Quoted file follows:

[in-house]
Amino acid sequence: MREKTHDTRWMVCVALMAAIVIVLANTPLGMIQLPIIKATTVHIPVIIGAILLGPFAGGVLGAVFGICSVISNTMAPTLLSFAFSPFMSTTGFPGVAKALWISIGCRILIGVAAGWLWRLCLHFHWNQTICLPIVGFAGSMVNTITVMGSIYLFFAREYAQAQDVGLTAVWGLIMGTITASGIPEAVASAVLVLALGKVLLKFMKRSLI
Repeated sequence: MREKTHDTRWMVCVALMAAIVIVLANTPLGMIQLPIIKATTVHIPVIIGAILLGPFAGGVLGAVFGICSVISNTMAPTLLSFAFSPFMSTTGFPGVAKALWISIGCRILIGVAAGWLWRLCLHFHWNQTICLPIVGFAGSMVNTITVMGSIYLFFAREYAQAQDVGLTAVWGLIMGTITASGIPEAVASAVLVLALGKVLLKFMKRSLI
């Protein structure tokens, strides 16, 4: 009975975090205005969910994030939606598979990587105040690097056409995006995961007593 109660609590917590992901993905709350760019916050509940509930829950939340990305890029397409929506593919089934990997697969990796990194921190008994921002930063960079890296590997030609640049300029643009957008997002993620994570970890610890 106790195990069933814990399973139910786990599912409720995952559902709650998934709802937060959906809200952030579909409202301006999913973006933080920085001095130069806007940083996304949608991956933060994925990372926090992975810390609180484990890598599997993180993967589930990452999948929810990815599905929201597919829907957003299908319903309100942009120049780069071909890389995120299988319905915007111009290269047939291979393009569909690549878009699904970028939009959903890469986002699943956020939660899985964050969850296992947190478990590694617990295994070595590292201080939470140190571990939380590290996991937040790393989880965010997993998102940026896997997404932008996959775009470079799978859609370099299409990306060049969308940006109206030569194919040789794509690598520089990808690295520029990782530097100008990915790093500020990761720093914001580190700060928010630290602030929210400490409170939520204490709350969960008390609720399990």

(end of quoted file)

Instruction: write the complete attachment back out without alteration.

[in-house]
Amino acid sequence: MREKTHDTRWMVCVALMAAIVIVLANTPLGMIQLPIIKATTVHIPVIIGAILLGPFAGGVLGAVFGICSVISNTMAPTLLSFAFSPFMSTTGFPGVAKALWISIGCRILIGVAAGWLWRLCLHFHWNQTICLPIVGFAGSMVNTITVMGSIYLFFAREYAQAQDVGLTAVWGLIMGTITASGIPEAVASAVLVLALGKVLLKFMKRSLI
Repeated sequence: MREKTHDTRWMVCVALMAAIVIVLANTPLGMIQLPIIKATTVHIPVIIGAILLGPFAGGVLGAVFGICSVISNTMAPTLLSFAFSPFMSTTGFPGVAKALWISIGCRILIGVAAGWLWRLCLHFHWNQTICLPIVGFAGSMVNTITVMGSIYLFFAREYAQAQDVGLTAVWGLIMGTITASGIPEAVASAVLVLALGKVLLKFMKRSLI
């Protein structure tokens, strides 16, 4: 009975975090205005969910994030939606598979990587105040690097056409995006995961007593 109660609590917590992901993905709350760019916050509940509930829950939340990305890029397409929506593919089934990997697969990796990194921190008994921002930063960079890296590997030609640049300029643009957008997002993620994570970890610890 106790195990069933814990399973139910786990599912409720995952559902709650998934709802937060959906809200952030579909409202301006999913973006933080920085001095130069806007940083996304949608991956933060994925990372926090992975810390609180484990890598599997993180993967589930990452999948929810990815599905929201597919829907957003299908319903309100942009120049780069071909890389995120299988319905915007111009290269047939291979393009569909690549878009699904970028939009959903890469986002699943956020939660899985964050969850296992947190478990590694617990295994070595590292201080939470140190571990939380590290996991937040790393989880965010997993998102940026896997997404932008996959775009470079799978859609370099299409990306060049969308940006109206030569194919040789794509690598520089990808690295520029990782530097100008990915790093500020990761720093914001580190700060928010630290602030929210400490409170939520204490709350969960008390609720399990």